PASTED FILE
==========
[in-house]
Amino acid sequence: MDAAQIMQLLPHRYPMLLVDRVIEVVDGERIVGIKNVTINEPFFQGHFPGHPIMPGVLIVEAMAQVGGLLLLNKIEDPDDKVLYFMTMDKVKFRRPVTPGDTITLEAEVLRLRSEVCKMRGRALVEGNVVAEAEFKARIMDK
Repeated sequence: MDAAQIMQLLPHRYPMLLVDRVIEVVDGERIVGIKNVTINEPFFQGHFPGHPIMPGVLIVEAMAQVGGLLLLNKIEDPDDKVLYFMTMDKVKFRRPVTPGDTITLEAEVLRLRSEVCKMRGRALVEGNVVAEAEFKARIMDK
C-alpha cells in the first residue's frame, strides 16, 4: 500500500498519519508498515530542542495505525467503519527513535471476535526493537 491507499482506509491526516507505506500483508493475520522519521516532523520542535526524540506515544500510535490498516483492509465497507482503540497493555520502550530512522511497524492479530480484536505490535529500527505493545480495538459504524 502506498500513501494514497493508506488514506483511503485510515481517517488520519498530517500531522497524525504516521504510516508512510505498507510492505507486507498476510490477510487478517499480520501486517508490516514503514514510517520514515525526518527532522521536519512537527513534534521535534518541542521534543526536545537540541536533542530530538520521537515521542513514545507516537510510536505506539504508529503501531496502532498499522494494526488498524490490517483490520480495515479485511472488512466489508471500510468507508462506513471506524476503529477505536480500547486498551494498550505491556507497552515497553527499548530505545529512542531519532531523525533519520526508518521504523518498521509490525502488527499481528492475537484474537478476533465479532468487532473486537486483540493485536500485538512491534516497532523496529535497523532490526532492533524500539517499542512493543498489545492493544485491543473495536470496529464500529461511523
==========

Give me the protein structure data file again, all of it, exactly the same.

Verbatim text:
[in-house]
Amino acid sequence: MDAAQIMQLLPHRYPMLLVDRVIEVVDGERIVGIKNVTINEPFFQGHFPGHPIMPGVLIVEAMAQVGGLLLLNKIEDPDDKVLYFMTMDKVKFRRPVTPGDTITLEAEVLRLRSEVCKMRGRALVEGNVVAEAEFKARIMDK
Repeated sequence: MDAAQIMQLLPHRYPMLLVDRVIEVVDGERIVGIKNVTINEPFFQGHFPGHPIMPGVLIVEAMAQVGGLLLLNKIEDPDDKVLYFMTMDKVKFRRPVTPGDTITLEAEVLRLRSEVCKMRGRALVEGNVVAEAEFKARIMDK
C-alpha cells in the first residue's frame, strides 16, 4: 500500500498519519508498515530542542495505525467503519527513535471476535526493537 491507499482506509491526516507505506500483508493475520522519521516532523520542535526524540506515544500510535490498516483492509465497507482503540497493555520502550530512522511497524492479530480484536505490535529500527505493545480495538459504524 502506498500513501494514497493508506488514506483511503485510515481517517488520519498530517500531522497524525504516521504510516508512510505498507510492505507486507498476510490477510487478517499480520501486517508490516514503514514510517520514515525526518527532522521536519512537527513534534521535534518541542521534543526536545537540541536533542530530538520521537515521542513514545507516537510510536505506539504508529503501531496502532498499522494494526488498524490490517483490520480495515479485511472488512466489508471500510468507508462506513471506524476503529477505536480500547486498551494498550505491556507497552515497553527499548530505545529512542531519532531523525533519520526508518521504523518498521509490525502488527499481528492475537484474537478476533465479532468487532473486537486483540493485536500485538512491534516497532523496529535497523532490526532492533524500539517499542512493543498489545492493544485491543473495536470496529464500529461511523